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Minority groups sound alarm on AI, urge feds to protect 'equity and civil rights'

FOX News

People in Texas sounded off on AI job displacement, with half of people who spoke to Fox News convinced that the tech will rob them of work. The growing use of artificial intelligence will likely lead to biased and discriminatory outcomes for minorities and disabled people, several groups warned the federal government this week. The National Artificial intelligence Advisory Committee, an interagency group led by the Commerce Department, held a public hearing online Tuesday aimed at informing policymakers about how the government can best manage the use of AI. Panelists were told by most of the witnesses that bias and discrimination are the biggest fears for the people they represent. Patrice Willoughby, vice president of policy and legislative affairs at the NAACP, told panelists that technology has already been used as a means to disenfranchise and mislead voters, and said her group worries about AI for the same reason.

5 things conservatives need to know before AI wipes out conservative thought altogether

FOX News

Texas residents share how familiar they are with artificial intelligence on a scale from one to 10 and detailed how much they use it each day. The "Godfather of A.I.," Geoffrey Hinton, quit Google out of fear that his former employer intends to deploy artificial intelligence in ways that will harm human beings. "It is hard to see how you can prevent the bad actors from using it for bad things," Hinton recently told The New York Times. But stomping out the door does nothing to atone for his own actions, and it certainly does nothing to protect conservatives – who are the primary target of A.I. programmers – from being canceled. Here are five things to know as the battle over A.I. turns hot: Elon Musk recently revealed that Google co-founder Larry Page and other Silicon Valley leaders want AI to establish a "digital god" that "would understand everything in the world.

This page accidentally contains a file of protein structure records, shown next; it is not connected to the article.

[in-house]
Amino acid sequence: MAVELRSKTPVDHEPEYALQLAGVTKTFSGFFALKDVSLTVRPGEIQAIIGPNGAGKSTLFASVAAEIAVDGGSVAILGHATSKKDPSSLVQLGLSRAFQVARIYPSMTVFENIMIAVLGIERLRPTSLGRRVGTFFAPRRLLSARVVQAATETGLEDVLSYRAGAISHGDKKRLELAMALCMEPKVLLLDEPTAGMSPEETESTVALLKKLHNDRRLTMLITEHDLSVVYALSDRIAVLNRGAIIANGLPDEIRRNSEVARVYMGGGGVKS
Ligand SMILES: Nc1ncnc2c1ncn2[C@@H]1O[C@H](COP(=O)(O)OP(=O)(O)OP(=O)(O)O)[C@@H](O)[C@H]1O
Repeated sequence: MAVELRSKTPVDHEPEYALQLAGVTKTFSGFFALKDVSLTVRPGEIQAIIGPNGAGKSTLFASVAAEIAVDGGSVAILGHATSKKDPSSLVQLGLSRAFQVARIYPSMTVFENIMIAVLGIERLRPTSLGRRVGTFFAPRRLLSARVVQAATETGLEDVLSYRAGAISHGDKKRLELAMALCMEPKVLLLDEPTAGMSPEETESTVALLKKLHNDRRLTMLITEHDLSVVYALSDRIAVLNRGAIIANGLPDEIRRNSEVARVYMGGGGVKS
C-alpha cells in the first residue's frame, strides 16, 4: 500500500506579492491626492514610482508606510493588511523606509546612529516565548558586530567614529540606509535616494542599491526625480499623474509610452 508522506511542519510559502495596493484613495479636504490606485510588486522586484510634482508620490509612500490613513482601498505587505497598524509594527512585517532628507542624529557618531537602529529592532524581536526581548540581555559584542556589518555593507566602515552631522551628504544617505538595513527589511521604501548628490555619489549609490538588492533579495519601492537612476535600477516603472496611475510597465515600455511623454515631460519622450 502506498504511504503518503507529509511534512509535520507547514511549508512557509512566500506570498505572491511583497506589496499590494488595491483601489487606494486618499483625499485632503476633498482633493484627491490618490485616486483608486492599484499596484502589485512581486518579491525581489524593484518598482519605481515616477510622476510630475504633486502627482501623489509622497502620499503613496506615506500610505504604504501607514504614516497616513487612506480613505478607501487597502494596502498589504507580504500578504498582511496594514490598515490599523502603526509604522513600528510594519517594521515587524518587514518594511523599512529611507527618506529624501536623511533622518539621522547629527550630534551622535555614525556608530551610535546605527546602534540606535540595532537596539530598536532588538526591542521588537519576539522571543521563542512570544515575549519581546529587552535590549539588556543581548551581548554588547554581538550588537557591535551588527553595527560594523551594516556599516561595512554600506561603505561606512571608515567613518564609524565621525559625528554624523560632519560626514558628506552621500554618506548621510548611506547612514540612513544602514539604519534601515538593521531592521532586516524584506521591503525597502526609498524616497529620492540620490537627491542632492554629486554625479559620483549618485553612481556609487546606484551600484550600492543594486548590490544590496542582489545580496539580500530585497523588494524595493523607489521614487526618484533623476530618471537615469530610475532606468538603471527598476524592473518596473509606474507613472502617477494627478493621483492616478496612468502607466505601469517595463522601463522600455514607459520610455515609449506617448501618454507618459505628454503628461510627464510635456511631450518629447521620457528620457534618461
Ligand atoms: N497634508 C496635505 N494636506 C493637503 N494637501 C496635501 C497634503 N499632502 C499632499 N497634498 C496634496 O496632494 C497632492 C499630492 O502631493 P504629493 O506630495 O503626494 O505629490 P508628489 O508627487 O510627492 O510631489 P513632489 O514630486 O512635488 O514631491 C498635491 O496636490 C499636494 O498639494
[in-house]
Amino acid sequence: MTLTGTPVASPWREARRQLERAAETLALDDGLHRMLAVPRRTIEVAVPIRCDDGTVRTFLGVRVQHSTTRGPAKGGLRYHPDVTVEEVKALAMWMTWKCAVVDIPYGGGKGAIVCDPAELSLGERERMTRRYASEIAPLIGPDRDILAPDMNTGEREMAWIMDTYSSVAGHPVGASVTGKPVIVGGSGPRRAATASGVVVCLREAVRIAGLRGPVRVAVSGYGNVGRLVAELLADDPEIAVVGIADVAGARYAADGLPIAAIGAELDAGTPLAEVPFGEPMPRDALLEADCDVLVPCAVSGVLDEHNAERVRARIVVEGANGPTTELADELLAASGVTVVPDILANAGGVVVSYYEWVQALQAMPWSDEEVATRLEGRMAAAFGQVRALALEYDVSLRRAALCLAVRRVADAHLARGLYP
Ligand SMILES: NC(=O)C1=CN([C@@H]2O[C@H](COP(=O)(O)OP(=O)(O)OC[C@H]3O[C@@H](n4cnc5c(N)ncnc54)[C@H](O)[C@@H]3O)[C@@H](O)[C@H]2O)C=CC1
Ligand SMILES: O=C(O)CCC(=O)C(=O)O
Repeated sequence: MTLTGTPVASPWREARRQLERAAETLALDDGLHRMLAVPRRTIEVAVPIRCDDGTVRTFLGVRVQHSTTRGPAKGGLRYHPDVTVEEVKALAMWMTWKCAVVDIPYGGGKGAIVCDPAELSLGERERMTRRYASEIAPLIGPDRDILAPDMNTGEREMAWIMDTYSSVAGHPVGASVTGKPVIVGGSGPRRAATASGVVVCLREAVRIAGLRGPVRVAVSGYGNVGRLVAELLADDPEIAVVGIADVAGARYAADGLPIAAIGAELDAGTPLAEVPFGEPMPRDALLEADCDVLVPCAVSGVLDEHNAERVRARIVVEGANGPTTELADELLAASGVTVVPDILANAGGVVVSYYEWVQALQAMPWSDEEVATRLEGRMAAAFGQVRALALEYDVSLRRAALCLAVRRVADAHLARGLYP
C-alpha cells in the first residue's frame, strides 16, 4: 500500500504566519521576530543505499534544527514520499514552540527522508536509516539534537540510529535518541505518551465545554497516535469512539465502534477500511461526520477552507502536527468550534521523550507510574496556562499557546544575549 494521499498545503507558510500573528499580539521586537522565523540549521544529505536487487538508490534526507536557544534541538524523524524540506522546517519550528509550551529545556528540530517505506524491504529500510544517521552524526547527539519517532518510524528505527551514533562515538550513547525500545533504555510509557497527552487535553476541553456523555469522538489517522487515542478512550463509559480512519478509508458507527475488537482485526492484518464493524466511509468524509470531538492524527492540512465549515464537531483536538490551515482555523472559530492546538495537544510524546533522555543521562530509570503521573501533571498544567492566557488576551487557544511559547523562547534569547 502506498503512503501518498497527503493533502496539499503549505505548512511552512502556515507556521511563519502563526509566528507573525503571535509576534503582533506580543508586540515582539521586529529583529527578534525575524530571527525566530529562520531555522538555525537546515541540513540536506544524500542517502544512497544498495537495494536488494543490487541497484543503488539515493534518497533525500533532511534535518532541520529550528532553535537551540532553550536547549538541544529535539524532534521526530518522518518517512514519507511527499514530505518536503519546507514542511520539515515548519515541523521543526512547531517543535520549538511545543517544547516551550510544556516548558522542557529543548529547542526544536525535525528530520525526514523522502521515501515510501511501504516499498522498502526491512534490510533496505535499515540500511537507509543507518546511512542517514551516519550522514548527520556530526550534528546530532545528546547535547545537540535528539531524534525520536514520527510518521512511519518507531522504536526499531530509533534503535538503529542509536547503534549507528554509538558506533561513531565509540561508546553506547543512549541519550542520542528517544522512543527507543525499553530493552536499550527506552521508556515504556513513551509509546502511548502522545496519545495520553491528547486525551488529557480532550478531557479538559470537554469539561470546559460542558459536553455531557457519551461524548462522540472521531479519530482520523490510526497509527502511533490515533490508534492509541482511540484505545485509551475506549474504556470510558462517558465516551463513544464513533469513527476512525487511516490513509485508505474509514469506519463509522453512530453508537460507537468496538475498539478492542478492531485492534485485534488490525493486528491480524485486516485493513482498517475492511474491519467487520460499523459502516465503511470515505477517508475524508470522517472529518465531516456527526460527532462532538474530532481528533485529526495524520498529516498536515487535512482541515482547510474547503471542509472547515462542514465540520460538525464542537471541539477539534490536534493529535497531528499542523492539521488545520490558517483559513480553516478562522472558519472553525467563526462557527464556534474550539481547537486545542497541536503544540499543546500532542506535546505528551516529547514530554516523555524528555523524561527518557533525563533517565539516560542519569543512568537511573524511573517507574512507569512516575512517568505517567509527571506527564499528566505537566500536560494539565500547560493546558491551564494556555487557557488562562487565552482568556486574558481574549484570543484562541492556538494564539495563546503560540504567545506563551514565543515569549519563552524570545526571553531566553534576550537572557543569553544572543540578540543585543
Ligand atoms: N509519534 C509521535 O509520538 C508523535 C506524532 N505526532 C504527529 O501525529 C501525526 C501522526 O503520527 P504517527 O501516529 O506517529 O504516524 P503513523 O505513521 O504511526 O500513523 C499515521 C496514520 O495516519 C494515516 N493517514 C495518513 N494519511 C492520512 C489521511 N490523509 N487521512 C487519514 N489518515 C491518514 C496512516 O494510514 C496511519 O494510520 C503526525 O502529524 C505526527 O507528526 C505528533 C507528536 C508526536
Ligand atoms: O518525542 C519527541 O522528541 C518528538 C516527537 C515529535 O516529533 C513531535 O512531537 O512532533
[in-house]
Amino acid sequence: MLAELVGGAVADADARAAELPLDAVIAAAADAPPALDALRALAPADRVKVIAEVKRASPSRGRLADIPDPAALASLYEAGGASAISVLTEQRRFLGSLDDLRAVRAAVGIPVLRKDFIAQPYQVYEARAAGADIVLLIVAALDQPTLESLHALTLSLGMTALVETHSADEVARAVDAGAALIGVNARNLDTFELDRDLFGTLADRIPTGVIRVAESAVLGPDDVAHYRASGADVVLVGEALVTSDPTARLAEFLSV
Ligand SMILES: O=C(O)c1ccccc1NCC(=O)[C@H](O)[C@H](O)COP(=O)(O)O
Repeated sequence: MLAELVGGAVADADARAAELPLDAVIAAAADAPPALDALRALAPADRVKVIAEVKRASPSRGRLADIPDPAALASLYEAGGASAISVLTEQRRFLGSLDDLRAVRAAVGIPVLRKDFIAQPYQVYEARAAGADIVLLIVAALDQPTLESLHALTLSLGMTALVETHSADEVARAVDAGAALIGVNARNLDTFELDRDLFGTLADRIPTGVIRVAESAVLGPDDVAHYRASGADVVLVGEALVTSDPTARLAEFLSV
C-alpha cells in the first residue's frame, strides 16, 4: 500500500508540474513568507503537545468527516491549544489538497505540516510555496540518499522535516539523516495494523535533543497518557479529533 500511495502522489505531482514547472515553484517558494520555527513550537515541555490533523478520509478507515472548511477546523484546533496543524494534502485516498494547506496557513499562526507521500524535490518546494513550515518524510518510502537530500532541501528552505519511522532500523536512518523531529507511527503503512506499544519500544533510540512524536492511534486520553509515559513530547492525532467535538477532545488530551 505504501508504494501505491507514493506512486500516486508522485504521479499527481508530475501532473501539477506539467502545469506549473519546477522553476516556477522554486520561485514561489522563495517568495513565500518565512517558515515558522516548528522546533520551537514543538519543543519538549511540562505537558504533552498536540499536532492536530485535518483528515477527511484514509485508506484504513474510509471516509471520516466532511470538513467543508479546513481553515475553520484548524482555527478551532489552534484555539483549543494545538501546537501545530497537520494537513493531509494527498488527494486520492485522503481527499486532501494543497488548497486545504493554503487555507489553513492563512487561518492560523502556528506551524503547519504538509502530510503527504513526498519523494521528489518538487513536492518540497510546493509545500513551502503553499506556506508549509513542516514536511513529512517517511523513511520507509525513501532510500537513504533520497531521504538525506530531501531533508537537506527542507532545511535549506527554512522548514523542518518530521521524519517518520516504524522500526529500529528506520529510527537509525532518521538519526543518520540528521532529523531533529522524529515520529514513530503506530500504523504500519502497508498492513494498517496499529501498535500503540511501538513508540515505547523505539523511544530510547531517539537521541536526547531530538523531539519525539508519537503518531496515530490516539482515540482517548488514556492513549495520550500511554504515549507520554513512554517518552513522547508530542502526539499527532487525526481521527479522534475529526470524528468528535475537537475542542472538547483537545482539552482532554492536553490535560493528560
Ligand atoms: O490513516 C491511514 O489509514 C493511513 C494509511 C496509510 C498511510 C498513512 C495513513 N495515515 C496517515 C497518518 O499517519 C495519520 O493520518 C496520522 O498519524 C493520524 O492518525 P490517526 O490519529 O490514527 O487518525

Axon's Taser Drone Plans Prompt AI Ethics Board Resignations


A majority of Axon's AI ethics board resigned in protest yesterday, following an announcement last week that the company planned to equip drones with Tasers and cameras as a way to end mass shootings in schools. The company backed down on its proposal Sunday, but the damage had been done. Axon had first asked the advisory board to consider a pilot program to outfit a select number of police departments with Taser-drones last year, and again last month. A majority of the ethics advisory board, which comprises AI ethics experts, law professors, and police reform and civil liberties advocates, opposed it both times. Advisory board chairman Barry Friedman told WIRED that Axon never asked the group to review any scenario involving schools, and that launching the pilot program without addressing previously stated concerns is dismissive of the board and its established process.

A Framework for Understanding AI-Induced Field Change: How AI Technologies are Legitimized and Institutionalized Artificial Intelligence

Artificial intelligence (AI) systems operate in increasingly diverse areas, from healthcare to facial recognition, the stock market, autonomous vehicles, and so on. While the underlying digital infrastructure of AI systems is developing rapidly, each area of implementation is subject to different degrees and processes of legitimization. By combining elements from institutional theory and information systems-theory, this paper presents a conceptual framework to analyze and understand AI-induced field-change. The introduction of novel AI-agents into new or existing fields creates a dynamic in which algorithms (re)shape organizations and institutions while existing institutional infrastructures determine the scope and speed at which organizational change is allowed to occur. Where institutional infrastructure and governance arrangements, such as standards, rules, and regulations, still are unelaborate, the field can move fast but is also more likely to be contested. The institutional infrastructure surrounding AI-induced fields is generally little elaborated, which could be an obstacle to the broader institutionalization of AI-systems going forward.